Doubts cloud carve-up of $52b chip subsidies
With officials doling out funds for US plants, returns look shaky, experts say
While chipmakers in the United States will be competing for the billions of dollars in subsidies the government will grant to boost domestic manufacturing, many experts are skeptical that the funds can be allocated effectively.
The US House of Representatives has followed the Senate in passing the CHIPS and Science Act to counter China’s technological development.
US President Joe Biden was expected to sign the legislation into law on Tuesday.
The legislation includes $52 billion in grants to support advanced chip manufacturing and research and development in the US — with $39 billion to support the construction of semiconductor fabrication plants over five years. A further $11 billion has been set aside for research and development, and $2 billion for the Pentagon–related microelectronics activities.
The Department of Commerce, or DOC, will be responsible for deciding how much of the money to allocate to the costly fabs and who gets the money. Some experts have expressed doubts that the government’s financial support can cover all the big projects under construction.
“Giving money away is easy, but I am not confident that bureaucrats at DOC know how to allocate the funds in such a way that will give the US the best return, or for that matter, any return,” George Koo, a retired international business adviser in Silicon Valley, told China Daily.
“It’s by no means certain that the subsidy would be allocated effectively and lead to desired technical advances.”
Intel, a pioneer in the technology industry, is among a number of manufacturers investing in US production capability, encouraged by the CHIPS Act. The construction of a plant in Ohio is expected to begin late this year.
Last year, the company chose an existing complex in Arizona for a $20 billion expansion.
Taiwan Semiconductor Manufacturing Co, or TSMC, the world’s largest chip foundry, began building a $12 billion complex in Arizona last year. Samsung Electronics is working on a $17 billion factory in Texas.
Although Congress has agreed that foreign companies are eligible to apply, domestic chipmakers are lobbying to get the lion’s share of the grant. The Commerce Department has not yet revealed the application process.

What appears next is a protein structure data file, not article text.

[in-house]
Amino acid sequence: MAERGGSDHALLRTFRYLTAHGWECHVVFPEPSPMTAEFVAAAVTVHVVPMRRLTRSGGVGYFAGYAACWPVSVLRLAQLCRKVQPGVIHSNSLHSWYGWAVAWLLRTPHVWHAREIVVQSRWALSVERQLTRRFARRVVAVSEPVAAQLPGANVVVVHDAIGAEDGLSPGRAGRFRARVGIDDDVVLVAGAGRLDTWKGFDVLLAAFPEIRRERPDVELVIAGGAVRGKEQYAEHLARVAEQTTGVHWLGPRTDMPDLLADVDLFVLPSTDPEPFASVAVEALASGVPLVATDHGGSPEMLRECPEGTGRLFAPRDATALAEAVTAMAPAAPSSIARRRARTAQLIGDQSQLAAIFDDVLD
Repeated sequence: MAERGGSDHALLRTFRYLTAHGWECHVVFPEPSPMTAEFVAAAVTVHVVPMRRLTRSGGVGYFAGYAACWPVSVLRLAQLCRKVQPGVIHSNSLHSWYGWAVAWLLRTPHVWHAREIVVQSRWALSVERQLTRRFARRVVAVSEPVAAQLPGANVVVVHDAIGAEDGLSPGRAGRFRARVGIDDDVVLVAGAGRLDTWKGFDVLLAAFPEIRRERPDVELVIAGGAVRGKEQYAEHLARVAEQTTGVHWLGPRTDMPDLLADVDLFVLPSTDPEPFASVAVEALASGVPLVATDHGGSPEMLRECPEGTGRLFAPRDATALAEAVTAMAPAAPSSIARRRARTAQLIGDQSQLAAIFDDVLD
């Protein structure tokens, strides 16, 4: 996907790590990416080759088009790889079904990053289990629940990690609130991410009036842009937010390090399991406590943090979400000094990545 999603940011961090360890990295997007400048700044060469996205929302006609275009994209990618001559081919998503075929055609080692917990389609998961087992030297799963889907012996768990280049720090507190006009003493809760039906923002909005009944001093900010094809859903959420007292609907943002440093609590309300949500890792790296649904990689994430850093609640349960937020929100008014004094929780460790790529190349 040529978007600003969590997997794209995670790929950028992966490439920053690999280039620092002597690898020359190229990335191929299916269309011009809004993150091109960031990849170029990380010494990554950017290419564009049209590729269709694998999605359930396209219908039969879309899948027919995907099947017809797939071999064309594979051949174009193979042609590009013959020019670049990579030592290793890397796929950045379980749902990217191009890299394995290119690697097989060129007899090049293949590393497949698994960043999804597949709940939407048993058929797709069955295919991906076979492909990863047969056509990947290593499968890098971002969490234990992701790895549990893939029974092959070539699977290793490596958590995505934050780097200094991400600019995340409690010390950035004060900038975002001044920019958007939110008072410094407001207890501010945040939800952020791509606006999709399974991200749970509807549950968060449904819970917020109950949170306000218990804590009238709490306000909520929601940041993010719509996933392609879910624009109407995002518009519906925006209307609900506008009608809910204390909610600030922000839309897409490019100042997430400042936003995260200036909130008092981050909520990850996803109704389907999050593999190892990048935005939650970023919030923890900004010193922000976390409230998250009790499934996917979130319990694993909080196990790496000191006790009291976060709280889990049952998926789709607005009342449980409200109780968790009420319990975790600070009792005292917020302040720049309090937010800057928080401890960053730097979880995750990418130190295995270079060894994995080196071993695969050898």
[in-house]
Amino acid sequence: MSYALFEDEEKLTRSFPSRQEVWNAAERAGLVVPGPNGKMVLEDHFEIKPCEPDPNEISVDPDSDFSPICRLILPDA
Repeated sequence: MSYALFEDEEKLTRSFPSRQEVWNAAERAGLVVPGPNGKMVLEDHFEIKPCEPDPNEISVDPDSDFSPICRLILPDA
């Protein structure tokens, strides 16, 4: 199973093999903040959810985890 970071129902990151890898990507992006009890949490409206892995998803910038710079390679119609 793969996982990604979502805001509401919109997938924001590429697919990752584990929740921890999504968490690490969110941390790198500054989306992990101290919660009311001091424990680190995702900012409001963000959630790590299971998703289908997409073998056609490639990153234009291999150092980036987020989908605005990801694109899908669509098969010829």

“The success of Silicon Valley depended on venture capital investments, the very high-risk, high-reward investments that fueled the emergence and growth of the semiconductor industry,” said Koo.
“When the venture capitalists stopped investing in chip fabrication in the US but gave up that market segment to overseas such as Japan, South Korea and Taiwan and later in the Chinese mainland, the US quite naturally lost its edge in manufacturing semiconductor chips,” he said.
“Now throwing money at the industry to make up for lost decades may not succeed, because the lost decades mean that the US no longer has the necessary people with the skills to build and run a state-of-the-art fab.”
The US share of global semiconductor manufacturing capacity has been declining in recent decades — from 37 percent in 1990 to 12 percent today.
Manufacturing moved out of the US because of lower costs in Asia.
TSMC Chairman Mark Liu told shareholders at the company’s annual meeting in June that the facility in Arizona — an advanced chip plant in the US at the urging of the US government — is turning out to be “more costly” than expected.
Liu also said it’s “more difficult” to recruit engineers and technicians in the US.
Morris Chang, founder and former chairman of TSMC, shared these concerns over a lack of manufacturing expertise in the US.
With a foundry today costing close to $20 billion to build, spending only tens of billions of dollars of money is not going to be enough, Chang said in an interview with the Brookings Institution in April.
He called the effort “a wasteful and expensive exercise in futility”. Using TSMC’s plant in Ohio as an example, Chang said the cost for the same facility is about 50 percent more than the cost in Taiwan.
“The US will increase onshore manufacturing of semiconductors somewhat. But all of that will be a very high-cost increase, high unit cost. It will be noncompetitive in the world markets,” he said.